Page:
The opinion of the court was delivered by: Terrence F. McVerry United States District Judge
Judge Terrence F. McVerry/Magistrate Judge Amy Reynolds Hay
The above-captioned prisoner civil rights action was referred to United States Magistrate Judge Amy Reynolds Hay for pretrial proceedings in accordance with the Magistrates Act, 28 U.S.C. § 636(b)(1), and Rules 72.1.3 and 72.1.4 of the Local Rules for Magistrates.
The Magistrate Judge's Report and Recommendation ("Report"), Dkt. , filed on February 5, 2008, recommended that the Defendants' summary judgment motion be granted. Specifically the Report recommended granting summary judgment as to all Defendants for all claims because there was no genuine issue of material fact as to whether the Defendants violated any of Plaintiff's constitutional rights or, in the alternative, there was no genuine issue of material fact as to whether the Defendants were entitled to qualified immunity.
Plaintiff has filed objections to the Report, none of which merits rejection of the Report nor extended comment. Plaintiff's first objection is that the affidavits filed by the Defendants in this case were filed in bad faith and are not entitled to be believed. See Dkt.  at 4 and at 8.
However, a non-moving party "cannot survive summary judgment simply by asserting that the factfinder might disbelieve the testimony of [the movant's] witnesses[.]" Hozier v. Midwest Fasteners, Inc., 908 F.2d 1155, 1165 (3d Cir. 1990). For "[i]t is by now axiomatic that 'a nonmoving party ... cannot defeat summary judgment simply by asserting that a jury might disbelieve an opponent's affidavit to that effect.'" Schoonejongen v. Curtiss-Wright Corp., 143 F.3d 120, 130 (3d Cir. 1998)(quoting Williams v. Borough of West Chester, 891 F.2d 458, 460 (3d Cir.1989)). "[I]f a moving party has demonstrated the absence of a genuine issue of material fact--meaning that no reasonable jury could find in the nonmoving party's favor based on the record as a whole--concerns regarding the credibility of witnesses cannot defeat summary judgment. Instead, the nonmoving party must 'present affirmative evidence in order to defeat a properly supported motion for summary judgment.'" Id. (quoting Anderson v. Liberty Lobby, Inc., 477 U.S. 242, 256-57 (1986)). See also Corrugated Paper Products, Inc. v. Longview Fibre Co., 868 F.2d 908, 914 (7th Cir. 1989) ("[T]he opposing party may not merely recite the incantation, 'Credibility,' and have a trial on the hope that a jury may disbelieve factually uncontested proof.") (quoting Curl v. International Business Mach. Corp., 517 F.2d 212, 214 (5th Cir. 1975)); Gottlieb v. County of Orange, 84 F.3d 511, 518-19 (2d Cir. 1996) (a non-movant "cannot defeat the motion by relying on . . . mere assertions that affidavits supporting the motion are not credible").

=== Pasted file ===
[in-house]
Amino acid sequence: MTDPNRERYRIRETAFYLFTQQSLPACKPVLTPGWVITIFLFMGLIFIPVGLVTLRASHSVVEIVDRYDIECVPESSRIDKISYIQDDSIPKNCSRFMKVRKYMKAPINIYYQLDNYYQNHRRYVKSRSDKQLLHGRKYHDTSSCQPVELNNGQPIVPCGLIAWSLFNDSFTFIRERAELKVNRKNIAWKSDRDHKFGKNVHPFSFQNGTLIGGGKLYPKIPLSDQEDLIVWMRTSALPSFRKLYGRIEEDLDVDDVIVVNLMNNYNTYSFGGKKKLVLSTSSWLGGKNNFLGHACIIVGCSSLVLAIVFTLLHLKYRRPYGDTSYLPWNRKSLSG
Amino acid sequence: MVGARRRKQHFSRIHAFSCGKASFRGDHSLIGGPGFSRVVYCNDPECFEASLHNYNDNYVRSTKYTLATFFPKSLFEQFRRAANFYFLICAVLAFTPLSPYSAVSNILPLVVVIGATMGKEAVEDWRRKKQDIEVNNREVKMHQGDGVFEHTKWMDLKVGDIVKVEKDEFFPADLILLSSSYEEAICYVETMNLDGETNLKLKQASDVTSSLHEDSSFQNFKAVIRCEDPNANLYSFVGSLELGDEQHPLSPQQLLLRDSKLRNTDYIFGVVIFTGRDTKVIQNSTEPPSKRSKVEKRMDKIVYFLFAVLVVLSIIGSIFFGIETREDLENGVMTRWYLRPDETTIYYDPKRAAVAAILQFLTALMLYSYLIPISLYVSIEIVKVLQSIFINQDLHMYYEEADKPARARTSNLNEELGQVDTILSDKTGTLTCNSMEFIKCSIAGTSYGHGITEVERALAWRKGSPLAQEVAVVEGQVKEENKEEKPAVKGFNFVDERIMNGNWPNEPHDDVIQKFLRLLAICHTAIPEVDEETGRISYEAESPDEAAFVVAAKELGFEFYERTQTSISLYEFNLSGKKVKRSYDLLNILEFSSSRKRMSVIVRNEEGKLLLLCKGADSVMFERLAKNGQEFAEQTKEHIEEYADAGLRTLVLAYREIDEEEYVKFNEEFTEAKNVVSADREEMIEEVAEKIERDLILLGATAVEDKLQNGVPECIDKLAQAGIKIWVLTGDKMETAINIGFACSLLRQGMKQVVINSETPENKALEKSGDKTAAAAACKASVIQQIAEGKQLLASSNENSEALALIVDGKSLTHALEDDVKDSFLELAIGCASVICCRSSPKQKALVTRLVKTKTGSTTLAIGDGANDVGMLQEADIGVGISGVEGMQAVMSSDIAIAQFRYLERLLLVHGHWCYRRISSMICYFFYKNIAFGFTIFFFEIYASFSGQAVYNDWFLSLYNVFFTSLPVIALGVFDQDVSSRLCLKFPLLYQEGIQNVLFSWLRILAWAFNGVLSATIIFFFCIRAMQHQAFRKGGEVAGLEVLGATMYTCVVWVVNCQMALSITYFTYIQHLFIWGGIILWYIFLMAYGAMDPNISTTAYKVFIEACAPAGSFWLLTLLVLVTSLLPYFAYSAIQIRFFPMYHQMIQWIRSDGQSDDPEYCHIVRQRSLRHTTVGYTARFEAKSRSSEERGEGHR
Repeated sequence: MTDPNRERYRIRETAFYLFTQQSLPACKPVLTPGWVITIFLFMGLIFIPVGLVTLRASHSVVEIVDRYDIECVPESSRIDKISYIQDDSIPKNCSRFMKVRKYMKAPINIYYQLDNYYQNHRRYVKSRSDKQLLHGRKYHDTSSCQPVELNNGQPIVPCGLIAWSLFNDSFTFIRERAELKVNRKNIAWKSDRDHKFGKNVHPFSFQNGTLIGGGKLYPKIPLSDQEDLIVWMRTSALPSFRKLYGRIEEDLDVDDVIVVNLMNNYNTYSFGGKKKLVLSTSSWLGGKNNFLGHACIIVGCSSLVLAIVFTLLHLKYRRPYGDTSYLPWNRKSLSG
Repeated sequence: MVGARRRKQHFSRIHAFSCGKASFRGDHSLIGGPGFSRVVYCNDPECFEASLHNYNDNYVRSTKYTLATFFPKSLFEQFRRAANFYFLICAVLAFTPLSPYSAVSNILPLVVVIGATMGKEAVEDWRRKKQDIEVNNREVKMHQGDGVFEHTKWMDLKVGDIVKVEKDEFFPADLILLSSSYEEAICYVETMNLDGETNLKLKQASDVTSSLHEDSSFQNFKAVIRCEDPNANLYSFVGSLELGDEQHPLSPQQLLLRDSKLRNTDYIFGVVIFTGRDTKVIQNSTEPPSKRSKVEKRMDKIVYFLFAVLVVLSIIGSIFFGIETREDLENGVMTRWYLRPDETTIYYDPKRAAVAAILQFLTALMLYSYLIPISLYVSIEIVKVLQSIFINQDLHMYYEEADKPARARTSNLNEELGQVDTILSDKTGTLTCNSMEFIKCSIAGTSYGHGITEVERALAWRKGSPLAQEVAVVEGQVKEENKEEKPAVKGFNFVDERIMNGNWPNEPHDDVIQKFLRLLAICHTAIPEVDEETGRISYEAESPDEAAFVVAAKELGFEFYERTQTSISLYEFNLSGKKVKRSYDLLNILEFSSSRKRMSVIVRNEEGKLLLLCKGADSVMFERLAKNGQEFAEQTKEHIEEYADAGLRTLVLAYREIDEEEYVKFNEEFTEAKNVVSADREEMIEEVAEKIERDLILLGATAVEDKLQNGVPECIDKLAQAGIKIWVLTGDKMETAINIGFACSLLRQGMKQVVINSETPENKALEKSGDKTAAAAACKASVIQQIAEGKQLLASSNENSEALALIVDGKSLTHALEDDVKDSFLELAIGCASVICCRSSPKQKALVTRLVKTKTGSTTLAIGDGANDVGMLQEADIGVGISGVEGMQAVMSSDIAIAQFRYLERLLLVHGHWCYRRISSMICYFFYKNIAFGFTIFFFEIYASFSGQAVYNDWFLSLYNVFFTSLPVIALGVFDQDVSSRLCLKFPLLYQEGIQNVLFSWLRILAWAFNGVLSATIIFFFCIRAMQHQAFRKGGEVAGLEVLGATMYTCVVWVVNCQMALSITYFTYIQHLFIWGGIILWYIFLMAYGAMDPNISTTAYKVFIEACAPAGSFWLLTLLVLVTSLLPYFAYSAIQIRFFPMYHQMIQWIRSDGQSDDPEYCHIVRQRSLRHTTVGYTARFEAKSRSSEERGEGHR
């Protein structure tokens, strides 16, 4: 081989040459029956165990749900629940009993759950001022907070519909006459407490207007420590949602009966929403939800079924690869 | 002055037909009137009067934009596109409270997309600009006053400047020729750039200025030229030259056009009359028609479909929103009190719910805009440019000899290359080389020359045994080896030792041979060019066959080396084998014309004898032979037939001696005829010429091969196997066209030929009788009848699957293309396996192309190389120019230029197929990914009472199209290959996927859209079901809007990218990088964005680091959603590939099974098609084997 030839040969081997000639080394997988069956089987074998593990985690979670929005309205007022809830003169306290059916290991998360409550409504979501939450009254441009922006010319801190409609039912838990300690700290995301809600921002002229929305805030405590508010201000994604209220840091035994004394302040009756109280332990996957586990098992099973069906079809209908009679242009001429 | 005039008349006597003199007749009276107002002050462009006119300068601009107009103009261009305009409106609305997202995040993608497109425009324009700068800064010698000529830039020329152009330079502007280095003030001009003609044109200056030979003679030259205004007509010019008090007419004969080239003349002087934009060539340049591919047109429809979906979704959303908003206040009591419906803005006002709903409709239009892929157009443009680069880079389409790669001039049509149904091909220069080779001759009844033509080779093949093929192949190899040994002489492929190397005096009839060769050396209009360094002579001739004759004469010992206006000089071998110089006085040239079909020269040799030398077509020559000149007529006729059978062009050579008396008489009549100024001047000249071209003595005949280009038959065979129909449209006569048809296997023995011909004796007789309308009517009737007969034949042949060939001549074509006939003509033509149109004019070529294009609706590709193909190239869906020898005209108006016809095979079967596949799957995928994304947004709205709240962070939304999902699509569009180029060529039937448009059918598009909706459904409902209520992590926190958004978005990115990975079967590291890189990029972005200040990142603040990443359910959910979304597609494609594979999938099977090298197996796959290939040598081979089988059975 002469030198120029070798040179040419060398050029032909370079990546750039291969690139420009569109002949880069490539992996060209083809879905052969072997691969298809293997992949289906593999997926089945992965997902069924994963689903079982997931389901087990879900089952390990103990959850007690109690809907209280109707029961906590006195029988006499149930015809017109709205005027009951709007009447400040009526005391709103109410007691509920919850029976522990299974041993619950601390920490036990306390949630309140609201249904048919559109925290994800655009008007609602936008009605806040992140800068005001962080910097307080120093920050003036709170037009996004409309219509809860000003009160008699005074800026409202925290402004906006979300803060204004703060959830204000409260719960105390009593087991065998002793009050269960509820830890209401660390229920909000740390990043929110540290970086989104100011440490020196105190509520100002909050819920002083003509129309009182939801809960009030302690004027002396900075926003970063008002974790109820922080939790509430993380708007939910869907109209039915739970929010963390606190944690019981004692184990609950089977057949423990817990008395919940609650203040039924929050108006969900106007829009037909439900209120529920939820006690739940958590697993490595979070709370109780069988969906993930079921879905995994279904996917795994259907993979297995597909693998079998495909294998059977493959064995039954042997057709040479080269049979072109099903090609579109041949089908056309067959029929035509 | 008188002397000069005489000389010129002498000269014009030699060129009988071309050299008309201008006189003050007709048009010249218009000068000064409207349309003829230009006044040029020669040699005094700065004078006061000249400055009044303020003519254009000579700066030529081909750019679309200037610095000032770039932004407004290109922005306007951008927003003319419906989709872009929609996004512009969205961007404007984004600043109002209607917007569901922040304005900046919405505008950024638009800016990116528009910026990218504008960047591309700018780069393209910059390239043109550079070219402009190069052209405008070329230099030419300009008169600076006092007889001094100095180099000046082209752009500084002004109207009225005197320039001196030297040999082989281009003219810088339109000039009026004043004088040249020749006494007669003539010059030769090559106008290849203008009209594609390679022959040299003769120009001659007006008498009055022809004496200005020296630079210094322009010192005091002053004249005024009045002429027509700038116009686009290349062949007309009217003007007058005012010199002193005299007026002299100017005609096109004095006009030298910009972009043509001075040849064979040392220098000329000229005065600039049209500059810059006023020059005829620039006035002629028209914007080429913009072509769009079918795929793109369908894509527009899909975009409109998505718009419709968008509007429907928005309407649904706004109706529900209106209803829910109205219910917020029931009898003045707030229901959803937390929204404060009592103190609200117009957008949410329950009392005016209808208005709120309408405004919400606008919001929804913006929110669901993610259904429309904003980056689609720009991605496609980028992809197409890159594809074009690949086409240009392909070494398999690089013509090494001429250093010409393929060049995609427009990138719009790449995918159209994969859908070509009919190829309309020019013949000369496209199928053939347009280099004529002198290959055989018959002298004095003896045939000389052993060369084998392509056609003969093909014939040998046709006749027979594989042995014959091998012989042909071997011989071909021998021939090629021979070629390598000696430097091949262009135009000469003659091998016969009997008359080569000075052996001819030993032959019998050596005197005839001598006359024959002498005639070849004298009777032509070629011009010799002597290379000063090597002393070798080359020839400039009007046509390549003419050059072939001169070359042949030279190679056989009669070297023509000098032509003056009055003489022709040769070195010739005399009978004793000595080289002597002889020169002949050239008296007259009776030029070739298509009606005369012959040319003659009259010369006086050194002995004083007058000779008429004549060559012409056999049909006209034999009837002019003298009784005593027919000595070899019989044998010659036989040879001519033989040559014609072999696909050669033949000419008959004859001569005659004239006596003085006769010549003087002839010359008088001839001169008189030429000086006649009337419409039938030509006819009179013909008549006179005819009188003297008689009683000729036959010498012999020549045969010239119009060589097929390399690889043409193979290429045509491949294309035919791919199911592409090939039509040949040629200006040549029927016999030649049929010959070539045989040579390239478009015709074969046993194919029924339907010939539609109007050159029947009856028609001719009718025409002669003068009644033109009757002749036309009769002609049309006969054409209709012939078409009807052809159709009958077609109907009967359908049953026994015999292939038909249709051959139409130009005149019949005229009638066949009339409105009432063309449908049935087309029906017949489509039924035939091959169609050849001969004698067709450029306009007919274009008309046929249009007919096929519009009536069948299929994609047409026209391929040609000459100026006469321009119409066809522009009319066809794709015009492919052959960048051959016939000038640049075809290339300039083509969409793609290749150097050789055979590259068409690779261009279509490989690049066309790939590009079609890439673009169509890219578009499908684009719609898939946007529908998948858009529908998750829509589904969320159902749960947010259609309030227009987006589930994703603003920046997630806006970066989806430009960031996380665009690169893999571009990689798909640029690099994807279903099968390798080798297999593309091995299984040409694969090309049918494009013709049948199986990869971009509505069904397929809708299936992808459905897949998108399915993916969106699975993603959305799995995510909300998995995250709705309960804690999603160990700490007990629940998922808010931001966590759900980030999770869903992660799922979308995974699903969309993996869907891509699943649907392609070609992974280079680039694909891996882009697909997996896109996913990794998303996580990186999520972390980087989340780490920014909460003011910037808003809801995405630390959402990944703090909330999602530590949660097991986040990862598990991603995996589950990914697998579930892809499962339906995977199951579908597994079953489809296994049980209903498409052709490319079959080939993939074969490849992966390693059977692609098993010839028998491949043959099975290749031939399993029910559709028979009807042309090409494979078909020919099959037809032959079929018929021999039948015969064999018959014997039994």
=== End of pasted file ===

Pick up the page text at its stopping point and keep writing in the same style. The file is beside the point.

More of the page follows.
Next Plaintiff complains that the Report appears to adopt the events as recounted by the Defendants. Dkt.  at 10. The Report did no such thing. The Report initially recounted the evidence that the Defendants adduced which the Report correctly concluded was sufficient to carry their initial summary judgment burden, which then shifted the burden to Plaintiff to come forward with his evidence. See Dkt.  at 7 ("Defendants have clearly met their initial burden under summary judgment practice to show that there is no material dispute of fact concerning whether the Defendants used excessive force and whether Plaintiff was illegally seized. . . . Therefore, the summary judgment burden has shifted to Plaintiff to show that there is a material factual dispute. In an attempt to meet this burden, Plaintiff filed the following . . . ."). To the extent that Plaintiff complains that the moving Defendants failed to adduce evidence of their own injuries, sustained at the hands of Plaintiff, Dkt.  at 10, they were not required to do so because the fact that Defendants did or did not sustain injuries is not a material fact for purposes of the Defendants burden of establishing the non-existence of an essential element of Plaintiff's case. See Huang v. Harris County, 264 F.3d 1141 (Table), 2001 WL 822534, *9 (5th Cir. 2001)(setting forth plaintiff's burden for an excessive force claim as follows: "To succeed on an excessive-force claim under the Fourth Amendment, the plaintiff bears the burden of showing: '(1) an injury [to the plaintiff] (2) which resulted directly and only from the use of force that was clearly excessive to the need and (3) the force used was objectively unreasonable.'"). Nor is the Court persuaded by Plaintiff's implication that because there are apparent discrepancies between the injuries the Defendants alleged they suffered earlier and the injuries they are now alleging, the whole of their evidence should be thrown out. This argument is simply another permutation of Plaintiff's argument regarding the alleged lack of credibility of the Defendants' evidence.
Moreover, contrary to Plaintiff's objection, see Dkt.  at 11, the Report was correct to conclude that the amended complaint was not signed by Plaintiff. See Dkt.  at 12.
Nor, as the Report pointed out, may Plaintiff deny his criminal activities of possessing drugs and resisting arrest because he is collaterally estopped from doing so. Dkt.  at 6 ("Plaintiff was in no way involved in any criminal activity.").
To the extent that Plaintiff makes any other objections not specifically addressed herein, they are found to be without merit.
After de novo review of the pleadings and the documents in the case, together with the Report and Recommendation and objections, the following order is entered:
AND NOW, this 5th day of March, 2008;
IT IS HEREBY ORDERED that summary judgment is GRANTED as to all ...